NYT: Your Apps Are Tracking You, and Sharing the Data

A woman uses her smartphone in Beijing on November 11, 2017. China's smartphone masses splurged billions of dollars in an e-commerce bonanza on November 11 as consumers rushed to snap up bargains on 'Double 11', billed as the world's biggest one-day online shopping festival. / AFP PHOTO / FRED DUFOUR …
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LUCAS NOLAN

The New York Timepublished an article recently titled “Your Apps Know Where You Were Last Night, and They’re Not Keeping It Secret” which provides an insight into how much data is collected by smart devices.

An article from the New York Times titled “Your Apps Know Where You Were Last Night, and They’re Not Keeping It Secret,” explores the vast amount of personal user data collected by apps used across mart devices and how this data is shared. The Times spoke with one woman who agreed to give them access to her personal data in order to determine just how many details of her life were being recorded by digital devices.

The article states:

An app on the device gathered her location information, which was then sold without her knowledge. It recorded her whereabouts as often as every two seconds, according to a database of more than a million phones in the New York area that was reviewed by The New York Times. While Ms. Magrin’s identity was not disclosed in those records, The Times was able to easily connect her to that dot.

The app tracked her as she went to a Weight Watchers meeting and to her dermatologist’s office for a minor procedure. It followed her hiking with her dog and staying at her ex-boyfriend’s home, information she found disturbing.

The article further explains why apps track this sort of location data, and how it can be valuable to other companies:

Businesses say their interest is in the patterns, not the identities, that the data reveals about consumers. They note that the information apps collect is tied not to someone’s name or phone number but to a unique ID. But those with access to the raw data — including employees or clients — could still identify a person without consent. They could follow someone they knew, by pinpointing a phone that regularly spent time at that person’s home address. Or, working in reverse, they could attach a name to an anonymous dot, by seeing where the device spent nights and using public records to figure out who lived there.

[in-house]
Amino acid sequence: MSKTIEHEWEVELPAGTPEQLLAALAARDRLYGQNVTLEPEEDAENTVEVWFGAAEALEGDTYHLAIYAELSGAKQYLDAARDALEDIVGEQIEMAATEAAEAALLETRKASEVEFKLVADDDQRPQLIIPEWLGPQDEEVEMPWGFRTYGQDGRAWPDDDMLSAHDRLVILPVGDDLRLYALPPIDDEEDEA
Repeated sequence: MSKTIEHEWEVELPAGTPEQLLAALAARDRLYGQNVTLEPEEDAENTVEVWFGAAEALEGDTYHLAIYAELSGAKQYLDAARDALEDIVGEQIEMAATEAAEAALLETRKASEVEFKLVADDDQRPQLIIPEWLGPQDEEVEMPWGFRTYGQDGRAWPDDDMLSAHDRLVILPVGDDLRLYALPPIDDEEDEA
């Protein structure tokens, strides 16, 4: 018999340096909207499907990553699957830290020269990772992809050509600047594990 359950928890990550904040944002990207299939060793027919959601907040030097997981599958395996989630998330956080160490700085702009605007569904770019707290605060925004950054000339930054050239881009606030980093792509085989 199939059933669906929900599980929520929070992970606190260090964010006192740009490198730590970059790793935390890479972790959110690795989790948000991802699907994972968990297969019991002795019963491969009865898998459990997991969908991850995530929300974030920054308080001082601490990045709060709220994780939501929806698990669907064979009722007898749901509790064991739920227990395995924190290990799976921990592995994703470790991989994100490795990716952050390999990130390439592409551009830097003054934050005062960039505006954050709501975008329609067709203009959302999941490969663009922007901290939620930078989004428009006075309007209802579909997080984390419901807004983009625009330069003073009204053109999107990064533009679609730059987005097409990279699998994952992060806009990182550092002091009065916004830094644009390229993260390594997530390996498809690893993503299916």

Many location companies say that when phone users enable location services, their data is fair game. But, The Times found, the explanations people see when prompted to give permission are often incomplete or misleading. An app may tell users that granting access to their location will help them get traffic information, but not mention that the data will be shared and sold. That disclosure is often buried in a vague privacy policy.

Worryingly, it seems that the data collected from users could have real-world implications for them in the future, such as in the healthcare field:

Health care facilities are among the more enticing but troubling areas for tracking, as Ms. Lee’s reaction demonstrated. Tell All Digital, a Long Island advertising firm that is a client of a location company, says it runs ad campaigns for personal injury lawyers targeting people anonymously in emergency rooms.
“The book ‘1984; we’re kind of living it in a lot of ways,” said Bill Kakis, a managing partner at Tell All.

Jails, schools, a military base and a nuclear power plant — even crime scenes — appeared in the data set The Times reviewed. One person, perhaps a detective, arrived at the site of a late-night homicide in Manhattan, then spent time at a nearby hospital, returning repeatedly to the local police station.

Two location firms, Fysical and SafeGraph, mapped people attending the 2017 presidential inauguration. On Fysical’s map, a bright red box near the Capitol steps indicated the general location of President Trump and those around him, cellphones pinging away. Fysical’s chief executive said in an email that the data it used was anonymous. SafeGraph did not respond to requests for comment.

Read the full article in the New York Times here.

Lucas Nolan is a reporter for Breitbart News covering issues of free speech and online censorship. Follow him on Twitter @LucasNolan or email him at lnolan@breitbart.com

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